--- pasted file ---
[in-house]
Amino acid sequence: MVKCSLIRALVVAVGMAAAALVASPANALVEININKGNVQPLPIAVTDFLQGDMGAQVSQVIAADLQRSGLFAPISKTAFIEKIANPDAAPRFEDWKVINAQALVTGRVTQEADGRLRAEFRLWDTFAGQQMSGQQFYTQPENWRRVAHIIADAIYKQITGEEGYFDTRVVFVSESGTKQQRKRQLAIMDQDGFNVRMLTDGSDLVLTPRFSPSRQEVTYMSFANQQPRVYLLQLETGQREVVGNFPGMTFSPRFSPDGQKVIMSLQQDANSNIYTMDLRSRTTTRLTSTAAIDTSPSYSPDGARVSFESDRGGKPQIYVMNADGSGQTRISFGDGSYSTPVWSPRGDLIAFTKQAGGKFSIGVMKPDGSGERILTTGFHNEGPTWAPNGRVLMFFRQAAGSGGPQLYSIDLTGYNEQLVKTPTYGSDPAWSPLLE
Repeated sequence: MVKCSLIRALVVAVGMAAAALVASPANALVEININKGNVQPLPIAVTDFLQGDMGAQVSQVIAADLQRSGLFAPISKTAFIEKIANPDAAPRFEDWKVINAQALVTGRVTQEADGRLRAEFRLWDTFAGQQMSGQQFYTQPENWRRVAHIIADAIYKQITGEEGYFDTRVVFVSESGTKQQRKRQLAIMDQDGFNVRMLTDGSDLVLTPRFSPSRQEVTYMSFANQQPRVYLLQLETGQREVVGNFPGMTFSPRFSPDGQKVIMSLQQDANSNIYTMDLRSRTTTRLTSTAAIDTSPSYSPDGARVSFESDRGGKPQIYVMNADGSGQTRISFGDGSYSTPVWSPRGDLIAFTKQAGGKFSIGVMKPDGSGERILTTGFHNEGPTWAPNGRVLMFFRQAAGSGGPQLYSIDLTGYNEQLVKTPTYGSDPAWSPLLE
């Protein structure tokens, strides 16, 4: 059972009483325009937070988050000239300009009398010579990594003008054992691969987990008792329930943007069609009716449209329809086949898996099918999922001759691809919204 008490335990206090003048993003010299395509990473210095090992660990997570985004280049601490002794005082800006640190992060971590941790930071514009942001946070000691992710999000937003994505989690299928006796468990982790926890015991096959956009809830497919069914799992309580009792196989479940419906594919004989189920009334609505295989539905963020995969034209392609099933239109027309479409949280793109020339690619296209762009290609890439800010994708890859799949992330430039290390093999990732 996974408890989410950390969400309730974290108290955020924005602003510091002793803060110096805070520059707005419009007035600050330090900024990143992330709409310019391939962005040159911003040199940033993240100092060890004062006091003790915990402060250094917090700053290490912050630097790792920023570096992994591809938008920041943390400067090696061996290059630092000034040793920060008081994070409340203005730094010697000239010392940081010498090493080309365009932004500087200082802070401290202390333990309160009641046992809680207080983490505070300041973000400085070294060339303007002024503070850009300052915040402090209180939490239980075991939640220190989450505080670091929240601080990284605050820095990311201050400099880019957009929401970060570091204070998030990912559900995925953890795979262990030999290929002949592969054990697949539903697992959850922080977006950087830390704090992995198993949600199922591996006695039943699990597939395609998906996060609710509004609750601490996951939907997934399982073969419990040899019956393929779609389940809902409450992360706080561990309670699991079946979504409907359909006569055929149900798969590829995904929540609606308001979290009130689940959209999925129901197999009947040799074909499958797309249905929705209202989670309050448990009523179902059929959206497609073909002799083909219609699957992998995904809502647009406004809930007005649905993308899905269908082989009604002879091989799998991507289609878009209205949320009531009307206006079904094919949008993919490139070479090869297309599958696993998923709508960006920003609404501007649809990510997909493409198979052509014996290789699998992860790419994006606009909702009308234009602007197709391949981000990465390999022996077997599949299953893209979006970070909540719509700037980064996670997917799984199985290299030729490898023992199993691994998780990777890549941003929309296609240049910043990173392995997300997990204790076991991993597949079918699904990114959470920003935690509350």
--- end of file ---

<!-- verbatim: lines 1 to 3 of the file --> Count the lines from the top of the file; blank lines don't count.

[in-house]
Amino acid sequence: MVKCSLIRALVVAVGMAAAALVASPANALVEININKGNVQPLPIAVTDFLQGDMGAQVSQVIAADLQRSGLFAPISKTAFIEKIANPDAAPRFEDWKVINAQALVTGRVTQEADGRLRAEFRLWDTFAGQQMSGQQFYTQPENWRRVAHIIADAIYKQITGEEGYFDTRVVFVSESGTKQQRKRQLAIMDQDGFNVRMLTDGSDLVLTPRFSPSRQEVTYMSFANQQPRVYLLQLETGQREVVGNFPGMTFSPRFSPDGQKVIMSLQQDANSNIYTMDLRSRTTTRLTSTAAIDTSPSYSPDGARVSFESDRGGKPQIYVMNADGSGQTRISFGDGSYSTPVWSPRGDLIAFTKQAGGKFSIGVMKPDGSGERILTTGFHNEGPTWAPNGRVLMFFRQAAGSGGPQLYSIDLTGYNEQLVKTPTYGSDPAWSPLLE
Repeated sequence: MVKCSLIRALVVAVGMAAAALVASPANALVEININKGNVQPLPIAVTDFLQGDMGAQVSQVIAADLQRSGLFAPISKTAFIEKIANPDAAPRFEDWKVINAQALVTGRVTQEADGRLRAEFRLWDTFAGQQMSGQQFYTQPENWRRVAHIIADAIYKQITGEEGYFDTRVVFVSESGTKQQRKRQLAIMDQDGFNVRMLTDGSDLVLTPRFSPSRQEVTYMSFANQQPRVYLLQLETGQREVVGNFPGMTFSPRFSPDGQKVIMSLQQDANSNIYTMDLRSRTTTRLTSTAAIDTSPSYSPDGARVSFESDRGGKPQIYVMNADGSGQTRISFGDGSYSTPVWSPRGDLIAFTKQAGGKFSIGVMKPDGSGERILTTGFHNEGPTWAPNGRVLMFFRQAAGSGGPQLYSIDLTGYNEQLVKTPTYGSDPAWSPLLE